This short presentation describes a preventable workplace incident where a worker in Washington state was seriously injured on the job and is narrated by the L & I safety inspector who conducted the investigation. To view the narration script, click on the button on the lower right corner of the screen. To move between slides, or view a particular slide again, click on the same lower right hand corner button and then click on the back and forward arrows at the bottom of the screen.
Hello, my name is Monte Hanks and I work as a safety inspector at the Dept. of Labor & Industries – Division of Safety and Health. On May 14, 2010, I was assigned to investigate an incident where a roofer fell off a roof ending up in the hospital with several broken bones and a possible head injury.
The injured worker was working on this steeply pitched roof with four other roofers. He had just climbed onto the roof and was walking on the newly laid felt. The felt was not secured and it shifted under his feet, causing him to lose his footing, slide down the roof and fall nearly 11 feet off the roof to the asphalt driveway.
A closer view of the roof shows the two lifelines the roofers had attached their fall protection harnesses to, at the time of the incident. The injured roofer was attached to the lifeline on the right. So why did the roofer who slipped fall off the roof?
The answer is the lifeline attached to the injured worker had too much slack, so when he fell, his lifeline did not stop his fall before he hit the ground.
Although on first appearance, the roofers on this job appear to be wearing appropriate fall protection gear, in fact they are not protected at all. The rope lifelines have too much slack which would not prevent the roofers from falling off the roof or stopping their fall before they hit the ground. This was the situation that led to the injury of the roofer at this jobsite.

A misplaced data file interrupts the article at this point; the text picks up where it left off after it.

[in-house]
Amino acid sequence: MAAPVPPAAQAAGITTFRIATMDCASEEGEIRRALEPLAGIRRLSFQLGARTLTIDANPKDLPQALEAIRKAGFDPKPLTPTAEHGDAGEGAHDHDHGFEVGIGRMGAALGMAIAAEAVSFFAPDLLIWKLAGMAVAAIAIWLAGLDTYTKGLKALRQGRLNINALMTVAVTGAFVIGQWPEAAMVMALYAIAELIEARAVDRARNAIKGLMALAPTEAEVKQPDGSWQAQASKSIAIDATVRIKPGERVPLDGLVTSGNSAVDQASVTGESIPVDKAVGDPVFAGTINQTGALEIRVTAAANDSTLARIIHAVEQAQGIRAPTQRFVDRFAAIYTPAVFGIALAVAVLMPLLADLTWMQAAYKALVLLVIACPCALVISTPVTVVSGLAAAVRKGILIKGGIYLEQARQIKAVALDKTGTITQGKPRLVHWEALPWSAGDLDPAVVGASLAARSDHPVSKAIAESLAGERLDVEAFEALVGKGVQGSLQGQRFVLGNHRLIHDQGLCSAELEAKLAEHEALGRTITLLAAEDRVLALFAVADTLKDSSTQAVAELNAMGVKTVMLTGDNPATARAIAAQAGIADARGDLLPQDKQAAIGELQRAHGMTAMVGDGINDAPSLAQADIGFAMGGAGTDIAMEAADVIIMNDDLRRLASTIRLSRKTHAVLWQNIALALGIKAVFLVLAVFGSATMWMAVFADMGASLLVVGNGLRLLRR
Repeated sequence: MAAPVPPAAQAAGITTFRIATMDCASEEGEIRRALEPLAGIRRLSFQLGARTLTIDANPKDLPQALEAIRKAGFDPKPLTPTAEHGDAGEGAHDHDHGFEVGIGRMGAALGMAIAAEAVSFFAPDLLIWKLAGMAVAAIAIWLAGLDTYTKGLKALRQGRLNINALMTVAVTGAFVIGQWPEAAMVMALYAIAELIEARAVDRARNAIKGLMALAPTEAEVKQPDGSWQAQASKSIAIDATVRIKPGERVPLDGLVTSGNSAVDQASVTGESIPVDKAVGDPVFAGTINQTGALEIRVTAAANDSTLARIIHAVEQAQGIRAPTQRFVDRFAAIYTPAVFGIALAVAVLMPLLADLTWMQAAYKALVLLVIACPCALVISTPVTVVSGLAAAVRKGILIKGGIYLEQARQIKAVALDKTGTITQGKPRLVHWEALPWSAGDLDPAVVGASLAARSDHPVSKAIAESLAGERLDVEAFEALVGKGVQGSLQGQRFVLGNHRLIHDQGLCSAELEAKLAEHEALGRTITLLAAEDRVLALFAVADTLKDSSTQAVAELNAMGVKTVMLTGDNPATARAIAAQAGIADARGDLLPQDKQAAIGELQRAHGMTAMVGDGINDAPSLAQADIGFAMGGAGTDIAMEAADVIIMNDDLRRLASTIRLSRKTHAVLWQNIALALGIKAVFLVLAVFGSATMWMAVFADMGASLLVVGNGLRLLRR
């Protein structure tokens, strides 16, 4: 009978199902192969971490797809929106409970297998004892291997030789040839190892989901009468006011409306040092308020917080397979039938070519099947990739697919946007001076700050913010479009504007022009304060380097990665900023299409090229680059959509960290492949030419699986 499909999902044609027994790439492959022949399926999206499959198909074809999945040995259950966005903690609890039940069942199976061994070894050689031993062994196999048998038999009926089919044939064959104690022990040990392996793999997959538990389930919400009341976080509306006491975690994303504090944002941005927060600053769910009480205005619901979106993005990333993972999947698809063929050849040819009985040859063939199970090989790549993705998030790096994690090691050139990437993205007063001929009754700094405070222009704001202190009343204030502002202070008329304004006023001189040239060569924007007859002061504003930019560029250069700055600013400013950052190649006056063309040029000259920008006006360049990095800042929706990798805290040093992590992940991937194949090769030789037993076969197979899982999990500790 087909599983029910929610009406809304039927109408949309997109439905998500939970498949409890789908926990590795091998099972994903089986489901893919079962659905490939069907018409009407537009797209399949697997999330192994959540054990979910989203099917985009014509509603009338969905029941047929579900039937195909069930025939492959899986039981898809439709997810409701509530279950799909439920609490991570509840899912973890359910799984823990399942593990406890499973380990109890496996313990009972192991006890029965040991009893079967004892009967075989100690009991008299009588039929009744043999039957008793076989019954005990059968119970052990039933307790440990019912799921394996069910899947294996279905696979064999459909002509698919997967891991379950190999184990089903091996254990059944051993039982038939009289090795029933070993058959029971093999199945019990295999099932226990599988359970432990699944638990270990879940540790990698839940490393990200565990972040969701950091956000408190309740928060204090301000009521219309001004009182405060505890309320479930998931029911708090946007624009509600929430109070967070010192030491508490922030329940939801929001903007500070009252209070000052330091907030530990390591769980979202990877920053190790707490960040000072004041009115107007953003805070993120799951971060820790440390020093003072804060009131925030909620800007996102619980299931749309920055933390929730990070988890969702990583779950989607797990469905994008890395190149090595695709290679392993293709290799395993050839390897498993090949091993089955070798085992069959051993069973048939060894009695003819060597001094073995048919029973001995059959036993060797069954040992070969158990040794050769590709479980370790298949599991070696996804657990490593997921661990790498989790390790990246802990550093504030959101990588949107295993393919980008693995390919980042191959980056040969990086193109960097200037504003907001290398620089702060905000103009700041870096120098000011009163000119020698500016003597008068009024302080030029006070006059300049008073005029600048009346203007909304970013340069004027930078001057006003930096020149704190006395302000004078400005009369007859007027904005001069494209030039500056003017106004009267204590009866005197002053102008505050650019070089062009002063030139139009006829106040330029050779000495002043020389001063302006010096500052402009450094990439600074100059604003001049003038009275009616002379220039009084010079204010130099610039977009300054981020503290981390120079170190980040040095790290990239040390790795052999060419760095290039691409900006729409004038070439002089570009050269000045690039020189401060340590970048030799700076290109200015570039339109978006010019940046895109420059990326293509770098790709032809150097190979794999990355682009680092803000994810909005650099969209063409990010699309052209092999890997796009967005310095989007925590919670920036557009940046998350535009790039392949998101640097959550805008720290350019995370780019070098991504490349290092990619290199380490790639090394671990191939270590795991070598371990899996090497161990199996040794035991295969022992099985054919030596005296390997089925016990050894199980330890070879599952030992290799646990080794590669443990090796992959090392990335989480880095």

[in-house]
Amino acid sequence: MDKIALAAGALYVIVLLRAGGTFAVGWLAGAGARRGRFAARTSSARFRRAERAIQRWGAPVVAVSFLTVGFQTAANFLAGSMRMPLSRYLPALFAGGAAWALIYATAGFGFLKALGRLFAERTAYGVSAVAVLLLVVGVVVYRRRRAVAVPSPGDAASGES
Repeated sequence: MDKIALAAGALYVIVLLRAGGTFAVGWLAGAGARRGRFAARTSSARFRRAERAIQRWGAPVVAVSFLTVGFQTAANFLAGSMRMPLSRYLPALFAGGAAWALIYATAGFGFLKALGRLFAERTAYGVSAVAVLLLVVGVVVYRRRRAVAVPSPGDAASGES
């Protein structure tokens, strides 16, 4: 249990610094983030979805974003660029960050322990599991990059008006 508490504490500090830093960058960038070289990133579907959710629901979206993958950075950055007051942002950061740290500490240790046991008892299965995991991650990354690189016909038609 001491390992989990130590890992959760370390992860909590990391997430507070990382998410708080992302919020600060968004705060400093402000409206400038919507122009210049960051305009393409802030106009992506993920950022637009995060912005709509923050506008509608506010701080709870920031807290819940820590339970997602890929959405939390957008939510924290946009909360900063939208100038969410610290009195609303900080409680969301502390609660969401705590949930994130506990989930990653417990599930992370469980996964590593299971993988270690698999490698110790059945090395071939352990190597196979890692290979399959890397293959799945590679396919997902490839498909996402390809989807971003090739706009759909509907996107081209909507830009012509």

Steep-pitched roofs with fall elevations of 10 ft or more require the use of fall protection that either prevents the fall in the first place or stops the fall before the worker hits the ground.
When I interviewed the roofers, it became apparent that they had not been trained on how to properly use their fall protection gear. Not only was there too much slack in the lifelines, but the anchors were either of the wrong kind or improperly attached to the roof. In addition, no fall protection plan had been prepared for this job. Like the crew in this photo, the supervisor should have gone over the fall protection plan with the roofers before starting the job.”
As a roofing employer, you’re responsible for ensuring that your employees can recognize fall hazards and that they know how to protect themselves before they’re exposed to the hazards. You can’t assume your employees know how to use fall protection gear properly to protect themselves from falls. If they’re starting work on a new site, for example, they may not recognize the specific fall hazards on that building or know how to protect themselves unless you address those hazards in your fall protection plan. This photo shows the anchor used by the one of roofers on this job was a carpenter’s roof scaffold bracket which is not intended or approved by the manufacturer to be used as a fall protection anchor. The second anchor was the correct type, but was only attached by 3 or 4 nails bent over. It is possible that even if the injured worker had reduced the slack on his lifeline, it may have pulled out the anchor from the force of his fall.
Because of the ever present possibility of a fall, roofing is a hazardous job, but can be done safely with the use of proper fall protection gear. This injury could have been easily avoided if these workers had been properly trained and supervised. Roofers, we can keep Washington Safe and Working.